The Royal British Legion is governed by a Board of Trustees. Elections and appointments are staggered with each Trustee taking a three year term.
The Board delegates responsibility for the day-to-day running of RBL to the Director General and the Executive Board.
This page explains the role of the RBL Board of Trustees and the commitment needed by the Trustees. If, having read this, you would like to get involved, you can stand for election.
In this page:
The role of the board
The Board have overall control and responsibility for the Royal British Legion, one of the leading national charities in the UK with a turnover of c. £140m/year, employing c. 1,800 people, providing services to over 30,000 people a year, with 110,000 volunteers and 180,000 members. What started over 100 years ago as a network of membership ‘peer support’ associations in response to WW1’s mass conscription is now a national charity providing professional services to meet the complex needs of today’s Armed Forces community and acting as national custodian of Remembrance. We are the largest national Armed Forces charity and seek to place ourselves at the heart of a network supporting our beneficiaries and stakeholders.
Our high-quality services include specialist dementia care nursing in the community and in our care homes, adaptive sports and adventurous training for wounded, injured and sick personnel at our Battle Back Centre, theatre and arts therapy through ‘Bravo 22 Company’ and being the lead delivery partner for Team UK to the Invictus Games 2023 and 2025 as well as the full-range of welfare services, pensions advice and grants.
The Board of RBL is collectively responsible for guiding the organisation’s strategy - ensuring it is meeting the needs of Armed Forces personnel past and present and their families, and fulfilling its responsibility to the nation to ensure that service and sacrifice is never forgotten – and for providing good governance of its activities and resources.
How is the Board comprised?
RBL’s Board of Trustees is made up of 16 Trustees, including the National Chair, Vice-Chair and President. 10 of these are elected by and from our Membership. 6 are independently appointed.
Want to become a Trustee?
What’s involved in being a Trustee?
Trustees serve for a 3-year term. They are - jointly and equally - legally accountable and can be personally liable for the decisions and actions of the charity and for its compliance with charity law and other applicable laws and regulations.
The Board’s primary duties are to scrutinise and support the Executive, ensuring that the charity continues to fulfil its charitable aims – and, as such, benefits the public good – and that it is well-run and complies with all its obligations.
Trustees are expected to consider the interests of all stakeholders, and ultimately to make decisions in the best interests of the charity. They are not appointed or elected to represent any particular interests or groups. Trustees must avoid and declare any potential conflicts of interest with matters under discussion at the Board.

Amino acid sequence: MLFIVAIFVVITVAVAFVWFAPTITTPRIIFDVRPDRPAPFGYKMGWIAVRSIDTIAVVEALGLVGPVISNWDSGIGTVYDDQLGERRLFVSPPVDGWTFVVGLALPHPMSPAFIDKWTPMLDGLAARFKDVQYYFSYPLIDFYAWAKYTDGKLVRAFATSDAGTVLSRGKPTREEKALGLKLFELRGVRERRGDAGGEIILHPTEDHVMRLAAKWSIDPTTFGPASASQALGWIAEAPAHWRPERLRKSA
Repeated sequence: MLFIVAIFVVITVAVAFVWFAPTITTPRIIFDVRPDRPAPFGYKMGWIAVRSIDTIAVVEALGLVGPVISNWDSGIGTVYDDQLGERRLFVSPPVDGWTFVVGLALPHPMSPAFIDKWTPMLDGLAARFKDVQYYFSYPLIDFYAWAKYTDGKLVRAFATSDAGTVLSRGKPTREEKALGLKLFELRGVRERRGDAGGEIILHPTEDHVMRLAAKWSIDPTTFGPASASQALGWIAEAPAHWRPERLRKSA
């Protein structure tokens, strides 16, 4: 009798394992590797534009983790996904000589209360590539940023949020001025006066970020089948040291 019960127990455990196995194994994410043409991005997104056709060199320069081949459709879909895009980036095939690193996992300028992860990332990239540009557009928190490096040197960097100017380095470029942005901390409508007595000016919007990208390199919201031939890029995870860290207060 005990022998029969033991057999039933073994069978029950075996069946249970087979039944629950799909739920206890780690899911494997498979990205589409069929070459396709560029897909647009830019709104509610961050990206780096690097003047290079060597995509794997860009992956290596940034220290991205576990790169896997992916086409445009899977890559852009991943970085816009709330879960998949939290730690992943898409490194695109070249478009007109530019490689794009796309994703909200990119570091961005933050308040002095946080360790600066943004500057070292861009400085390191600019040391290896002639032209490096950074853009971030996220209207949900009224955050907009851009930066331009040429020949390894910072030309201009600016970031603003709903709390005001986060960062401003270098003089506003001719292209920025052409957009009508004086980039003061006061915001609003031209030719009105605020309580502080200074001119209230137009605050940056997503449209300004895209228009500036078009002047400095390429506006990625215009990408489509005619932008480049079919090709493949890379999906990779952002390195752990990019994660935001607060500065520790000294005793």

Trustees spend a significant amount of time reading and considering reports and participating in decision-making meetings with fellow Trustees and the Executive Management. Trustees are expected to attend most meetings of the Board, and to sit on at least one committee of the Board. In addition, they are expected to represent the Legion at key events and to engage sufficiently with the charity and its various constituents (beneficiaries, partners, members, volunteers and staff) to appraise themselves of the charity’s activities and strategic context.
Trustees are expected to attend the 6 Board meetings and both the Festival of Remembrance and Remembrance Sunday parade which are held every year. Trustees will normally be asked to sit on one of the Trustee Committees. Aside from that they will need to dedicate time to reading papers and preparing for the formal meetings held by the Trustees.
I’ve learnt so much since becoming a Trustee of RBL, and I am proud to play my part in shaping our charity.Helen Owen
RBL, Trustee and Chair of Poppyscotland subsidiary
Why do Trustees give up their time?
Being a Trustee is a selfless act. Charity Trustees are not paid. (Expenses are reimbursed.)
The main reason people become a Trustee is their deep-seated desire to ensure that current and future generations of the Armed Forces community – those serving, veterans and their families – receive the best support from RBL to help them live fulfilling lives, and that our supporters’ donations and time is productively used.
The Board works through collective responsibility; so while being a Trustee provides the opportunity to influence the strategic direction and running of the Royal British Legion (and its subsidiaries), no one Trustee – even the Chair – has control over the decisions of the board or the direction of RBL.
Trustees with executive management experience in their career will gain valuable skills in undertaking a non-executive role, holding the executive accountable for performance and development of RBL. Trustees also have the opportunity to form new relationships with people inside and outside RBL and its membership.
How does the board function?
The Board meets formally six times per year for a half- or full-day meeting.
The RBL Board is supported by nine committees (e.g. Audit and Risk, Care Services), of varying sizes. Some of the committees are composed solely of Trustees, while others also utilise elected (e.g. Membership Council) or co-opted members. Trustees are expected to serve on at least sub-committee, and we aim to utilise the knowledge and experience of our Trustees most appropriately in considering on which committees people serve. Committees typically meet for shorter meetings, and often virtually, and frequency varies significantly across the different committees.